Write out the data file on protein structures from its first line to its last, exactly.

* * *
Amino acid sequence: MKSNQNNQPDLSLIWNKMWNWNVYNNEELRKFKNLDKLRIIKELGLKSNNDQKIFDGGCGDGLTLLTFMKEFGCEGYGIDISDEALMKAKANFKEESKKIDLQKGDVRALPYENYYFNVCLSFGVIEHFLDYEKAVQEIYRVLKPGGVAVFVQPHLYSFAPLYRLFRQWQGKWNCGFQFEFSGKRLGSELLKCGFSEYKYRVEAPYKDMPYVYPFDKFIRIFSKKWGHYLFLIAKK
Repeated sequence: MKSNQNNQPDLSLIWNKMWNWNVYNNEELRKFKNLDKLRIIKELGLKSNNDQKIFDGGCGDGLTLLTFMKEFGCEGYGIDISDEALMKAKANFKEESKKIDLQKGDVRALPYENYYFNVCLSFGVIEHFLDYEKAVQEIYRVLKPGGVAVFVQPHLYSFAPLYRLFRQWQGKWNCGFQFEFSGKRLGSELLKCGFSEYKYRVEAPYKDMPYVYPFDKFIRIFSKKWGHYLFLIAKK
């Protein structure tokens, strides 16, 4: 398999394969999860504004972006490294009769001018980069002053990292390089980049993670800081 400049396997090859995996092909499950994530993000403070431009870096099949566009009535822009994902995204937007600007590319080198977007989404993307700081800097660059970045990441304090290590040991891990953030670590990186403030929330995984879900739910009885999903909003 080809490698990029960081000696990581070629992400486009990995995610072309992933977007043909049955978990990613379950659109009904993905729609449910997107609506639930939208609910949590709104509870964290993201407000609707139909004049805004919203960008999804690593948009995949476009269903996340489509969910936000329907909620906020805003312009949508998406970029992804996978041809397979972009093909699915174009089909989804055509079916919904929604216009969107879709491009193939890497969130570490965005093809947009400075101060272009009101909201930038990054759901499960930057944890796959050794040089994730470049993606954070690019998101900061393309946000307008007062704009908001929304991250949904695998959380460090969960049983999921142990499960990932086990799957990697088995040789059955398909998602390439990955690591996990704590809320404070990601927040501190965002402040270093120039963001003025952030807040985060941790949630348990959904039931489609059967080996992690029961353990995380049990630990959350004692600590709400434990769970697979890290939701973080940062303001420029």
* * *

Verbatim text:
Amino acid sequence: MKSNQNNQPDLSLIWNKMWNWNVYNNEELRKFKNLDKLRIIKELGLKSNNDQKIFDGGCGDGLTLLTFMKEFGCEGYGIDISDEALMKAKANFKEESKKIDLQKGDVRALPYENYYFNVCLSFGVIEHFLDYEKAVQEIYRVLKPGGVAVFVQPHLYSFAPLYRLFRQWQGKWNCGFQFEFSGKRLGSELLKCGFSEYKYRVEAPYKDMPYVYPFDKFIRIFSKKWGHYLFLIAKK
Repeated sequence: MKSNQNNQPDLSLIWNKMWNWNVYNNEELRKFKNLDKLRIIKELGLKSNNDQKIFDGGCGDGLTLLTFMKEFGCEGYGIDISDEALMKAKANFKEESKKIDLQKGDVRALPYENYYFNVCLSFGVIEHFLDYEKAVQEIYRVLKPGGVAVFVQPHLYSFAPLYRLFRQWQGKWNCGFQFEFSGKRLGSELLKCGFSEYKYRVEAPYKDMPYVYPFDKFIRIFSKKWGHYLFLIAKK
């Protein structure tokens, strides 16, 4: 398999394969999860504004972006490294009769001018980069002053990292390089980049993670800081 400049396997090859995996092909499950994530993000403070431009870096099949566009009535822009994902995204937007600007590319080198977007989404993307700081800097660059970045990441304090290590040991891990953030670590990186403030929330995984879900739910009885999903909003 080809490698990029960081000696990581070629992400486009990995995610072309992933977007043909049955978990990613379950659109009904993905729609449910997107609506639930939208609910949590709104509870964290993201407000609707139909004049805004919203960008999804690593948009995949476009269903996340489509969910936000329907909620906020805003312009949508998406970029992804996978041809397979972009093909699915174009089909989804055509079916919904929604216009969107879709491009193939890497969130570490965005093809947009400075101060272009009101909201930038990054759901499960930057944890796959050794040089994730470049993606954070690019998101900061393309946000307008007062704009908001929304991250949904695998959380460090969960049983999921142990499960990932086990799957990697088995040789059955398909998602390439990955690591996990704590809320404070990601927040501190965002402040270093120039963001003025952030807040985060941790949630348990959904039931489609059967080996992690029961353990995380049990630990959350004692600590709400434990769970697979890290939701973080940062303001420029």